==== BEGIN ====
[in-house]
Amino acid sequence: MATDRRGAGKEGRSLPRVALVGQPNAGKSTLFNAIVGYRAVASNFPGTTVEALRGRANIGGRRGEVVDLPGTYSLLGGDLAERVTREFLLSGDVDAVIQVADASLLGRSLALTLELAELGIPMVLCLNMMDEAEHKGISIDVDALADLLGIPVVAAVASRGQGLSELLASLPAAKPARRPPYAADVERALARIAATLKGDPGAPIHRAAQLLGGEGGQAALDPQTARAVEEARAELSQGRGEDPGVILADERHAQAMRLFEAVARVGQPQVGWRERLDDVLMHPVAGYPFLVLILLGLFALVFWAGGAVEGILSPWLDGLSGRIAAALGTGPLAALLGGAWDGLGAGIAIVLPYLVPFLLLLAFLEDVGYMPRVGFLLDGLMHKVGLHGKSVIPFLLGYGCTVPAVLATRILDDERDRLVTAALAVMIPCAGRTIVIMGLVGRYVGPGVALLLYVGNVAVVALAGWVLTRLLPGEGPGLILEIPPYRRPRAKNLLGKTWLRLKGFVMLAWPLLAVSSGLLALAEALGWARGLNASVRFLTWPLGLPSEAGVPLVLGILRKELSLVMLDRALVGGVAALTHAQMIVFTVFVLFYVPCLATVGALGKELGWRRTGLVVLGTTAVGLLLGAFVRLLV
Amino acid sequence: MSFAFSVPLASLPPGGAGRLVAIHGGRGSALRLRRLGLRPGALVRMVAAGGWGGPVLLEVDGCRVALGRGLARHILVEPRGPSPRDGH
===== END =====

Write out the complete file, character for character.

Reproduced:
[in-house]
Amino acid sequence: MATDRRGAGKEGRSLPRVALVGQPNAGKSTLFNAIVGYRAVASNFPGTTVEALRGRANIGGRRGEVVDLPGTYSLLGGDLAERVTREFLLSGDVDAVIQVADASLLGRSLALTLELAELGIPMVLCLNMMDEAEHKGISIDVDALADLLGIPVVAAVASRGQGLSELLASLPAAKPARRPPYAADVERALARIAATLKGDPGAPIHRAAQLLGGEGGQAALDPQTARAVEEARAELSQGRGEDPGVILADERHAQAMRLFEAVARVGQPQVGWRERLDDVLMHPVAGYPFLVLILLGLFALVFWAGGAVEGILSPWLDGLSGRIAAALGTGPLAALLGGAWDGLGAGIAIVLPYLVPFLLLLAFLEDVGYMPRVGFLLDGLMHKVGLHGKSVIPFLLGYGCTVPAVLATRILDDERDRLVTAALAVMIPCAGRTIVIMGLVGRYVGPGVALLLYVGNVAVVALAGWVLTRLLPGEGPGLILEIPPYRRPRAKNLLGKTWLRLKGFVMLAWPLLAVSSGLLALAEALGWARGLNASVRFLTWPLGLPSEAGVPLVLGILRKELSLVMLDRALVGGVAALTHAQMIVFTVFVLFYVPCLATVGALGKELGWRRTGLVVLGTTAVGLLLGAFVRLLV
Amino acid sequence: MSFAFSVPLASLPPGGAGRLVAIHGGRGSALRLRRLGLRPGALVRMVAAGGWGGPVLLEVDGCRVALGRGLARHILVEPRGPSPRDGH